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Former CIA Director to Lobby for Turkey

© AP Photo / DENNIS COOKPorter Goss speaks on Capitol Hill after receiving a Congressional Distinguished Service Award.
Porter Goss speaks on Capitol Hill after receiving a Congressional Distinguished Service Award. - Sputnik International
What’s a man to do after he’s led the Central Intelligence Agency? There’s always lobbying, and in the case of former director Porter Goss, he’s signed on to support the interests of a foreign government.

Porter Goss’ tenure as CIA director made him a fairly hot commodity on the international scene.

"Director Goss has unique experience with national security issues, and our clients will benefit greatly from his knowledge on a range of domestic and international energy, security, and policy matters," Dickstein Shapiro Chairman James Kelly said in press release following Goss’ decision to join the law firm.

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That was in April, and that job has already segued into a lucrative lobbying position with the Turkish government, according to forms filed with the US Justice Department. While it’s hard to say exactly what the position will entail, the disclosure generally says that Goss will lobby Congress on "issues of importance to Turkey."

A former chairman of the Office of Congressional Ethics, Goss will join a long list of US Congress members who have turned their former positions into worthwhile lobbying jobs with foreign governments.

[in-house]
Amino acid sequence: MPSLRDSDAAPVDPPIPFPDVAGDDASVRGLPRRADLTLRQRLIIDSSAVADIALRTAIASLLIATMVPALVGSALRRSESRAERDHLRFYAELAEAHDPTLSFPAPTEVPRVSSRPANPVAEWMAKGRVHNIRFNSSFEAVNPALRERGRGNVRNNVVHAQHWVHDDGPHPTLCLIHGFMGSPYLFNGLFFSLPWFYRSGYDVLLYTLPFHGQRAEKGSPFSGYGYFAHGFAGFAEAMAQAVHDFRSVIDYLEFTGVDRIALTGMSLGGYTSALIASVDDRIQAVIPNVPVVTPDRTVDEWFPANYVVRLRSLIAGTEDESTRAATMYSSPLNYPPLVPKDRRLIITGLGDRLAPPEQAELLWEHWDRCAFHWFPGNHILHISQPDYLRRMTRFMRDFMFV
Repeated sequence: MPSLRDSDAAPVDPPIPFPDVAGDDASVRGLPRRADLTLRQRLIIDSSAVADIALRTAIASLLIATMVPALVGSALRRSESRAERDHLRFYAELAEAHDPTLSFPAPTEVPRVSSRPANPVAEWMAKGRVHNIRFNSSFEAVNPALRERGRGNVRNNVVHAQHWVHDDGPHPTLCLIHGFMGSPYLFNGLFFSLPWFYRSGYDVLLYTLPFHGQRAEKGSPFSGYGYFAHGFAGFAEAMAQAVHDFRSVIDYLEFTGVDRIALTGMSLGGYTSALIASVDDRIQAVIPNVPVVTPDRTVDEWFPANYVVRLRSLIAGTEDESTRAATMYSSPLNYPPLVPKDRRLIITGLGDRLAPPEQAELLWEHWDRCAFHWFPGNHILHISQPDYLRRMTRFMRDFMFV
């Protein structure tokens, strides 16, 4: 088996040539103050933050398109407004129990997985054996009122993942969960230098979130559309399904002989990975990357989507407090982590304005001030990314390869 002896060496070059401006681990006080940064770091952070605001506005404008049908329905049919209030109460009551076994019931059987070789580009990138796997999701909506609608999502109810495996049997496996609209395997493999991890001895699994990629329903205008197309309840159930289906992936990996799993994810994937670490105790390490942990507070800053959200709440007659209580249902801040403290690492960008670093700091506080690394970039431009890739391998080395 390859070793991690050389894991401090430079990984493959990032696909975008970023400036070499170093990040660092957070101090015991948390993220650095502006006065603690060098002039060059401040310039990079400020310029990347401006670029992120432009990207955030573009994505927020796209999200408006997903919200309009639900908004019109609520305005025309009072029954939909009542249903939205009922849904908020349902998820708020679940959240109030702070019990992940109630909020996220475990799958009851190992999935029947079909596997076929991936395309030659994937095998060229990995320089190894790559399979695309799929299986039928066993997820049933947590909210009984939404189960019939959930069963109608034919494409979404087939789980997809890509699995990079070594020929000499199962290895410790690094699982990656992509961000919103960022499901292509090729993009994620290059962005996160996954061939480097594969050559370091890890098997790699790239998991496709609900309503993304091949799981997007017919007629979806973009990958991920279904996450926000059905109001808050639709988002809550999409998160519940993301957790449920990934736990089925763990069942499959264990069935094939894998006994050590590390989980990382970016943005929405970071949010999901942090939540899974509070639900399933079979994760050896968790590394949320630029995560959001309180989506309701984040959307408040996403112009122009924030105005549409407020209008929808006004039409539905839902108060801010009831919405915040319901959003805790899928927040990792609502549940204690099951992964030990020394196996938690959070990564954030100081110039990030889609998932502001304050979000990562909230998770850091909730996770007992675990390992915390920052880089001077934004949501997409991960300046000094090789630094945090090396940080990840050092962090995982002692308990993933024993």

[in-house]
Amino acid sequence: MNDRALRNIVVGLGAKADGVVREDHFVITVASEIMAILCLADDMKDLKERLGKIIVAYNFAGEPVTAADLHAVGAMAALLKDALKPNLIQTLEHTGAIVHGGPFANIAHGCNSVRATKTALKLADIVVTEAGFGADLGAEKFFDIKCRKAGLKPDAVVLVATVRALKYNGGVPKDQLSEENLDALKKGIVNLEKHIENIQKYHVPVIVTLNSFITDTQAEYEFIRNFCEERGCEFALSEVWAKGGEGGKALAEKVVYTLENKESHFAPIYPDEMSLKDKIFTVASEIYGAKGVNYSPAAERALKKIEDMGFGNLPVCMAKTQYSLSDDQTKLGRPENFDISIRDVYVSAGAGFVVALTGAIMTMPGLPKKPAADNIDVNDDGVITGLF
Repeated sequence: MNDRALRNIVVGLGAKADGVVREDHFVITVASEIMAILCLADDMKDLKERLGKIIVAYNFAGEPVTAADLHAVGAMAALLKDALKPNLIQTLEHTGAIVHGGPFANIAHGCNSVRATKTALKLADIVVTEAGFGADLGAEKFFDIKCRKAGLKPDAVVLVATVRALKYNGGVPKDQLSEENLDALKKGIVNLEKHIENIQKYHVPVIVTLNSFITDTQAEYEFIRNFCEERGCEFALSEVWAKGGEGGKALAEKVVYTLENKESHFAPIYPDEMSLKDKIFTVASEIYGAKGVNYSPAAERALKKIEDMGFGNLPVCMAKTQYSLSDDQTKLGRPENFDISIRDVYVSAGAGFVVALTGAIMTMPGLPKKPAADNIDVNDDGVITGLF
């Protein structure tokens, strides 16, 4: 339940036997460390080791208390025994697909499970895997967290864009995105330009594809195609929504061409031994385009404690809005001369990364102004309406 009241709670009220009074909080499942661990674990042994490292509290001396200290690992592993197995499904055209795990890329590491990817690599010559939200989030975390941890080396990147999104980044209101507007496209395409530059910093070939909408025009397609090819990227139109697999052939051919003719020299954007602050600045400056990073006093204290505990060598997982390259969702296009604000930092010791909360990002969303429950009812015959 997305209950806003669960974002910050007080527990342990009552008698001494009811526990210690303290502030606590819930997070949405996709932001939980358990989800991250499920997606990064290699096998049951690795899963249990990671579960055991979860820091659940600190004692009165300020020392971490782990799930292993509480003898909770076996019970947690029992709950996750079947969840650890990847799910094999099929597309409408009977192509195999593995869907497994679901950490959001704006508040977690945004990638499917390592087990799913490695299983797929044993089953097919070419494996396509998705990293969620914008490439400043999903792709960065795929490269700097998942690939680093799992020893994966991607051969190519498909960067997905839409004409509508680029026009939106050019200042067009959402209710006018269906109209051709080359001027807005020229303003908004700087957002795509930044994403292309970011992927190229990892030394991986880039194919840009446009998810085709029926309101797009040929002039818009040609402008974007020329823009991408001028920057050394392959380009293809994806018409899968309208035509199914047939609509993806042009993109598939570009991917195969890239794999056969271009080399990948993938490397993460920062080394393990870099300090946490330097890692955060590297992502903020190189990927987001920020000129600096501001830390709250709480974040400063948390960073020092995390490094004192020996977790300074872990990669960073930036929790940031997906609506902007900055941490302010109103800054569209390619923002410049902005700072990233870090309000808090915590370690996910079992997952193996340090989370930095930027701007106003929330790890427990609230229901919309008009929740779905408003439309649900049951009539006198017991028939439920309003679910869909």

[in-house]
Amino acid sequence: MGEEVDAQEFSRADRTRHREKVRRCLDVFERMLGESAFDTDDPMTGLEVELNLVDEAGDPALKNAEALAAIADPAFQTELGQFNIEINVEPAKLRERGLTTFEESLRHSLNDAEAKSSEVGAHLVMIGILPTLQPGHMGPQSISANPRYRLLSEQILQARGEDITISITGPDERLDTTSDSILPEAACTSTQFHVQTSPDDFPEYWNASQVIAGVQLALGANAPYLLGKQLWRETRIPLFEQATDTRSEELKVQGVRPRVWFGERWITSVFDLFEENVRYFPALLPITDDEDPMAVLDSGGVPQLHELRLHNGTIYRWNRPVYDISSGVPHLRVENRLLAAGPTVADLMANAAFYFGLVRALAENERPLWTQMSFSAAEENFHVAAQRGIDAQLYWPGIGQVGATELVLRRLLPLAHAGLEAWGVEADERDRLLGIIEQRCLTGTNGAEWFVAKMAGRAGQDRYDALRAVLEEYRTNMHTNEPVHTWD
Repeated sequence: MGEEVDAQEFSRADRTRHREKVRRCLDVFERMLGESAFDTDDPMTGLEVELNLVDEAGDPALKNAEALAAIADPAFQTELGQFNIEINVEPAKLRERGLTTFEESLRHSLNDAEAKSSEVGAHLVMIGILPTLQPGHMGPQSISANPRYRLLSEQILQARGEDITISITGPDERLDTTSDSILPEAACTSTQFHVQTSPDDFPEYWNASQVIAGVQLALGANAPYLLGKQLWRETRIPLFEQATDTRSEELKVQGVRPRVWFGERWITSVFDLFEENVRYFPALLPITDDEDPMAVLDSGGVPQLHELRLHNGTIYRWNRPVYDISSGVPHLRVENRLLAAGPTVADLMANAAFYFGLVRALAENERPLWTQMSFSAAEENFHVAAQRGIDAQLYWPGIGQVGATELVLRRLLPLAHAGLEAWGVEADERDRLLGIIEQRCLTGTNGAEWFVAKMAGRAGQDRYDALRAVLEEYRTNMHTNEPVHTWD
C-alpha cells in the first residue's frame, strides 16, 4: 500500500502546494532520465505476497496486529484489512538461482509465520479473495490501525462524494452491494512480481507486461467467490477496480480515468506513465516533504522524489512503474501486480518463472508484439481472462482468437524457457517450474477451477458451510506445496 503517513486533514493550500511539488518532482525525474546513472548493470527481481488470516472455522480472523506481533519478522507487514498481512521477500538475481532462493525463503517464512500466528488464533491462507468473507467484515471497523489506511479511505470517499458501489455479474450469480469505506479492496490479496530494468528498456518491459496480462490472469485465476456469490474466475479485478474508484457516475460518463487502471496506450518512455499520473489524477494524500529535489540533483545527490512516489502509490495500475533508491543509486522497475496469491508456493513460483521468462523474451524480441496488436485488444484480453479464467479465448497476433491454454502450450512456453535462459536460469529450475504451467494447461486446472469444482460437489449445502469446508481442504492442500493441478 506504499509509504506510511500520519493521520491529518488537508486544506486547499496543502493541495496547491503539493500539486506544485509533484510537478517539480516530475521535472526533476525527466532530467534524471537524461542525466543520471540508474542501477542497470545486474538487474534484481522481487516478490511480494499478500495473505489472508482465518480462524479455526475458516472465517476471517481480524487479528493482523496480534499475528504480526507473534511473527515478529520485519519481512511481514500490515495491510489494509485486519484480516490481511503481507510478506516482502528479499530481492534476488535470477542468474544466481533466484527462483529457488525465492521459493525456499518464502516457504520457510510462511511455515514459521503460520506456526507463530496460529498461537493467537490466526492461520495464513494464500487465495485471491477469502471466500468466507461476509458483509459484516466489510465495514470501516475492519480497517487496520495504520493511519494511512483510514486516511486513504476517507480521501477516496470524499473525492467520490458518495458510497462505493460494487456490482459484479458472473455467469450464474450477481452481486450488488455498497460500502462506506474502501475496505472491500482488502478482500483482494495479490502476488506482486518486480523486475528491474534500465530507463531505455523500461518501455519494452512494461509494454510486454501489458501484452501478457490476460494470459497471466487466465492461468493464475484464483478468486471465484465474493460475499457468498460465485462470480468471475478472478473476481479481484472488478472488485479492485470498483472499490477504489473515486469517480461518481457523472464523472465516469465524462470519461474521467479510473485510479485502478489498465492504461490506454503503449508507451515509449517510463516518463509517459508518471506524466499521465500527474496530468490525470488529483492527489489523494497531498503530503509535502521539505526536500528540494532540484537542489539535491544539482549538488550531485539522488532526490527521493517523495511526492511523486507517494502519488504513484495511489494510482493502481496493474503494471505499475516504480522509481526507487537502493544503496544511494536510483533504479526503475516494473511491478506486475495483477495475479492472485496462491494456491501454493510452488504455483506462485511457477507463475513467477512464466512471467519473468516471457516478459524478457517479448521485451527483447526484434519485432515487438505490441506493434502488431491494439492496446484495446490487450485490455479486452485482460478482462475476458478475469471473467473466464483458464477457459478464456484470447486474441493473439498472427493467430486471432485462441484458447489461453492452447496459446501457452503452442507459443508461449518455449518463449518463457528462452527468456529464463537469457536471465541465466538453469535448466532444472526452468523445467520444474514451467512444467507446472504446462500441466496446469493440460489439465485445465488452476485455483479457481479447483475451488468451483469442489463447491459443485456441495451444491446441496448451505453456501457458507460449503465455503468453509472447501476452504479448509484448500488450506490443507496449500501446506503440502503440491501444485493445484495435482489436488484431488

Since last July, former US Senator Norm Coleman has been a registered lobbyist for the Kingdom of Saudi Arabia. Through that position, he has given speeches on Capitol Hill to pressure Congress against negotiating with Iran over its nuclear program.

Former Michigan Representative Pete Hoekstra has used his connections to lobby for foreign military aid, urging the US to "immediately provide [the Peshmerga] with more than light arms and artillery to tip the scales in their favor," according to an article Hoekstra wrote for the National Review.

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This isn’t even Turkey’s first hire. According to government documents, the Turkish government hired former Democratic House leader Dick Gephardt $1.4 million per year to push for US support of rebel groups in Syria.

This could give us some idea of what Goss’ role will be. With the self-proclaimed Islamic State terrorist group recruiting members through Turkey’s border, the republic has become increasingly concerned with stability in the country’s east. It has also faced criticism for not doing enough to combat the terrorist group.

If well-connected US players can convince the US government to ease up on that criticism, Goss’ fee may be well worth the price.

Still, Turkey seems like a somewhat hypocritical choice for a man who, during his time with the CIA, said, "There is no viable alternative to freedom – only freedom offers men and women the opportunity to reach their full potential."

Turkey hasn’t exactly been a beacon of free speech, as of late. Under President Recep Tayyip Erdogan, authorities have arrested dozens of journalists and suppressed public dissent in public and online.

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